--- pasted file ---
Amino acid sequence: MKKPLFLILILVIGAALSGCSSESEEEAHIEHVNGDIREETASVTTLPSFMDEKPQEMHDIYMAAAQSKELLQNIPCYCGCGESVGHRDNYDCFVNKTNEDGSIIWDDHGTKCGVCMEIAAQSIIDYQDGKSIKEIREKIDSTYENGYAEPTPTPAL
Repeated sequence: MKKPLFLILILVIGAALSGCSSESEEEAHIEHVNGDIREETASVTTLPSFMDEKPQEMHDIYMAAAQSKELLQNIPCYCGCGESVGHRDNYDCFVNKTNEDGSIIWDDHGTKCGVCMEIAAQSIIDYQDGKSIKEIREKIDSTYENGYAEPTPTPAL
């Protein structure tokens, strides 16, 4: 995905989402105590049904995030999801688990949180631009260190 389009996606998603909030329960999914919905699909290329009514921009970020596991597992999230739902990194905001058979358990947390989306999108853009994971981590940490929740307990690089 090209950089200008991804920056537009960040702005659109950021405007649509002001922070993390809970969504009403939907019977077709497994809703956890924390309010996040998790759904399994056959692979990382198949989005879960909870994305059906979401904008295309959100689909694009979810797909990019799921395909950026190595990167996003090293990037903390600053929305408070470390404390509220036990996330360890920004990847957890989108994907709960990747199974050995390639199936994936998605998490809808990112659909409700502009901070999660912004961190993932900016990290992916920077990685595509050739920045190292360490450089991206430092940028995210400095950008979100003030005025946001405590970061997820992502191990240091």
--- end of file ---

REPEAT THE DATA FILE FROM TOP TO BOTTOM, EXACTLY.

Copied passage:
Amino acid sequence: MKKPLFLILILVIGAALSGCSSESEEEAHIEHVNGDIREETASVTTLPSFMDEKPQEMHDIYMAAAQSKELLQNIPCYCGCGESVGHRDNYDCFVNKTNEDGSIIWDDHGTKCGVCMEIAAQSIIDYQDGKSIKEIREKIDSTYENGYAEPTPTPAL
Repeated sequence: MKKPLFLILILVIGAALSGCSSESEEEAHIEHVNGDIREETASVTTLPSFMDEKPQEMHDIYMAAAQSKELLQNIPCYCGCGESVGHRDNYDCFVNKTNEDGSIIWDDHGTKCGVCMEIAAQSIIDYQDGKSIKEIREKIDSTYENGYAEPTPTPAL
């Protein structure tokens, strides 16, 4: 995905989402105590049904995030999801688990949180631009260190 389009996606998603909030329960999914919905699909290329009514921009970020596991597992999230739902990194905001058979358990947390989306999108853009994971981590940490929740307990690089 090209950089200008991804920056537009960040702005659109950021405007649509002001922070993390809970969504009403939907019977077709497994809703956890924390309010996040998790759904399994056959692979990382198949989005879960909870994305059906979401904008295309959100689909694009979810797909990019799921395909950026190595990167996003090293990037903390600053929305408070470390404390509220036990996330360890920004990847957890989108994907709960990747199974050995390639199936994936998605998490809808990112659909409700502009901070999660912004961190993932900016990290992916920077990685595509050739920045190292360490450089991206430092940028995210400095950008979100003030005025946001405590970061997820992502191990240091």